Editorial Feature

Shining a Light on Fluorescent Sensors

Fluorescent sensors are molecular probes that detect and quantify analytes in various settings using the fluorescence phenomenon. They have a broad range of applications in analytical chemistry, biochemistry, and biology because of their excellent sensitivity, selectivity, and simplicity of use. This article explains fluorescent sensors' principles, applications, recent advances, and future perspectives.

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What are Fluorescent Sensors?

The basis of the fluorescence process is the fluorescence molecule's (fluorophore's) absorption of light at a shorter wavelength, followed by its emission at a longer wavelength. Fluorescence's effectiveness is influenced by several variables, including its chemical composition, the surrounding atmosphere, temperature, pH, and interactions with other molecules.

Fluorescent sensors are made up of a fluorophore and an analyte-specific receptor that binds to the analyte and causes changes in the fluorophore's fluorescence properties. The properties could be its emission intensity, wavelength, lifetime, or polarization, which can be detected and measured using a variety of techniques, including fluorescence microscopy, spectroscopy, or imaging.

Working of Fluorescent Sensors

Depending on the nature of the interaction between the receptor and the analyte, fluorescent sensors may work in various modes. To quantify the analyte concentration, specific sensors, for instance, use a competitive binding mechanism where the analyte's binding suppresses the ligand's fluorescence signal.

Another mode of fluorescent sensor uses an allosteric mechanism, in which the receptor changes its conformation after interacting with the analyte, changing the fluorescence signal of the fluorophore. This method is often used in enzyme sensors so that the fluorescence signal of the enzyme's substrate or product may be used to measure the enzyme's activity.

Applications of Fluorescent Sensors

Medical Industry

Fluorescent sensors have numerous applications in different fields of science. For instance, fluorescent sensors can diagnose and monitor various diseases and disorders, such as cancer, diabetes, infections, and genetic disorders, by detecting biomarkers, such as glucose, cholesterol, and tumor antigens, indicative of the disease state.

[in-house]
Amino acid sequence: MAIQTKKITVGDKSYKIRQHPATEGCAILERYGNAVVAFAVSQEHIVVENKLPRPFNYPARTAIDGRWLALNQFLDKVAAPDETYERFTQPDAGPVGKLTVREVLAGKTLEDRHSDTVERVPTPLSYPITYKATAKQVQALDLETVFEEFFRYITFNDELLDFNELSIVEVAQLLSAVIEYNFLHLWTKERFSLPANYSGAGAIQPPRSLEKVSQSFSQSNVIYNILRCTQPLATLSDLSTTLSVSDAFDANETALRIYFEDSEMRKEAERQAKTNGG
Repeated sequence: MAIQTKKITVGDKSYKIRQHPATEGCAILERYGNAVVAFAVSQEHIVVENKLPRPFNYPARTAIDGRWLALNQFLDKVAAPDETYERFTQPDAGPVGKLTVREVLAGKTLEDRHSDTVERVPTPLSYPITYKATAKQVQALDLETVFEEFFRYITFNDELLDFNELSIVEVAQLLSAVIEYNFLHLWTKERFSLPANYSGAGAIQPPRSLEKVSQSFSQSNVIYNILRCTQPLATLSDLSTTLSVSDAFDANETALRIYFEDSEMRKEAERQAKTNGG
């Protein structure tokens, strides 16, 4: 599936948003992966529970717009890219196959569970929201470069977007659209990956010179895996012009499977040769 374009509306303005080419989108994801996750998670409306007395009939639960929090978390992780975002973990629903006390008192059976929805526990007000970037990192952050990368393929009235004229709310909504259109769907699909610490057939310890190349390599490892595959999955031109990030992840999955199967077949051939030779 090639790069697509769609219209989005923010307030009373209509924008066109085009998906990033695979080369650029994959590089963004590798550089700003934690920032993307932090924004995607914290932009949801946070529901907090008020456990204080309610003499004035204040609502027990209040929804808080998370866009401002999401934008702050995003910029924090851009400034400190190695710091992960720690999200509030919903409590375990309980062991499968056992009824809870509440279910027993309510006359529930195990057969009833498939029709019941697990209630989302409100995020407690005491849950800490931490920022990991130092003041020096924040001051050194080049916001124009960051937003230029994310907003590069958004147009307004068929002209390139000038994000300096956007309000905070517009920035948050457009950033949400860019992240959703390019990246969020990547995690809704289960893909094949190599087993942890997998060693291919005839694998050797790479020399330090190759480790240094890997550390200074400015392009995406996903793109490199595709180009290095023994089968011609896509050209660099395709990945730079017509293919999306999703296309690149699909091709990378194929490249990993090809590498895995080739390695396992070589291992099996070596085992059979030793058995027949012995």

Fluorescence sensors are frequently used in biological research to examine cellular processes, such as protein interactions, gene expression, and cell signaling, and may help researchers understand the causes of illness and create novel therapeutics. In addition, these sensors can be used for non-invasive imaging, point-of-care testing, and personalized medicine.

Chemical Applications of Fluorescent Sensors

Fluorescent sensors can detect a variety of pollutants, including heavy metals, pesticides, explosives, and toxins in various media, including soil, food, air, water etc., for real-time monitoring and on-site analysis.

Fluorescent Sensors Used in Biomedical Sector

Similarly, fluorescent sensors have several biochemical applications. This includes monitoring the biomolecules in living cells and tissues by detecting ions, neurotransmitters, metabolites, and proteins, which are important signaling molecules in biological systems providing insights into the physiology and pathology of cells and tissues and can be used for drug discovery and development.

Recent Research on Fluorescent Sensors

Hydrazine (N2H4) Detection

In a study published in 2020, researchers concentrated on hydrazine (N2H4) detection via fluorescence sensor since it is used widely in pharmaceutical products, catalysts, and agricultural chemicals and can cause irreversible soil, air and water pollution. The study presented an overview of molecular structures, applications and sensing mechanisms of existing designs of hydrazine-detecting fluorescent sensors, including reaction and material-based sensors.